Most Sunday nights after the evening service, my parents invited their church friends over to our house for fellowship. Bruce and Sue and I were sent to bed before the guests started arriving. Our father demanded that we stay out of the way. I would lie in bed staring at the ceiling while cars pulled in and ladies’ heels clacked up the front walk. One night, instead of settling in the living room or drifting to the kitchen for coffee and sandwiches, a group of guests hung back in the front hall. Spasms of laughter floated up the stairwell to the bedroom I shared with Sue.

I padded down the stairs in my footie pajamas and stood sleepily rubbing my eyes.  “Oh no,” one of the adults said with a wink. “Did we wake you?” Then they whirled me into the living room and plied me with chips and cookies while I performed. I danced. I sang. I answered questions. They hooted at my answers and looked approvingly at my parents. My father stood stiffly against the wall, arms crossed, his thin smile stretched taut.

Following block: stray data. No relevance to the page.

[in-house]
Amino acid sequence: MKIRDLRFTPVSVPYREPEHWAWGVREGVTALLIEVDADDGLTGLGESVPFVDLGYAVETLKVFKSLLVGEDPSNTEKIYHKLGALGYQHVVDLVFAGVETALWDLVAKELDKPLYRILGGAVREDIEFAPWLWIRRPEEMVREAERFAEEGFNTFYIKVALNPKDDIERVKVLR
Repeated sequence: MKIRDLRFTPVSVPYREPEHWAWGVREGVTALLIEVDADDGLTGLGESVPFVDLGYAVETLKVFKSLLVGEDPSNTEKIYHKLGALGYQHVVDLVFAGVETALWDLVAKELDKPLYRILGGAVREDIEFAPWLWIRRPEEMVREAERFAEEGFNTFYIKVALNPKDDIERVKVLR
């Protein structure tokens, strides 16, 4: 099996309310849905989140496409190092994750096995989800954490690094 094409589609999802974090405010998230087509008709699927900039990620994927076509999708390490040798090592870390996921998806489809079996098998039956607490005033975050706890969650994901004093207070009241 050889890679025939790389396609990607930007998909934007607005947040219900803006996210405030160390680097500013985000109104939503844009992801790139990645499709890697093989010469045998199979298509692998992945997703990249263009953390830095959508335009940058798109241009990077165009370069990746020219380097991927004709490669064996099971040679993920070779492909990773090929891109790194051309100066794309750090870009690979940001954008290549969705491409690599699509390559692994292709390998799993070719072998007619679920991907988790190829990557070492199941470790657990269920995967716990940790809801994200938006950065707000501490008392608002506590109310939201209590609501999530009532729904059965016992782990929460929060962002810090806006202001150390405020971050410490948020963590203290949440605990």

He grabbed my wrists, marched me back to bed, hustled me under the covers and slammed the door shut on his way out. He wasn’t about to be upstaged in front of his flock. Least of all by a snot-nosed little kid.

When I met my husband, forty years after my father’s death, I found myself resisting the powerful manifestations of his love. This was what I’d been trying to invite into my life. Yet to be the object of such unequivocal feeling made me anxious. My therapist, Jan, suggested that I was holding onto the belief that I didn’t deserve to be loved so well.

We used EMDR to pursue that possibility. As I slowed my breathing and listened to the tones ping from one ear to the other, my father’s face appeared. We were outside, at dusk, standing in the space between the garage and the house. It was cold. He towered over me. He kept saying the same thing again and again: You don’t deserve to be loved. You don’t deserve to be loved. And then: Your mother only loves you because she has to.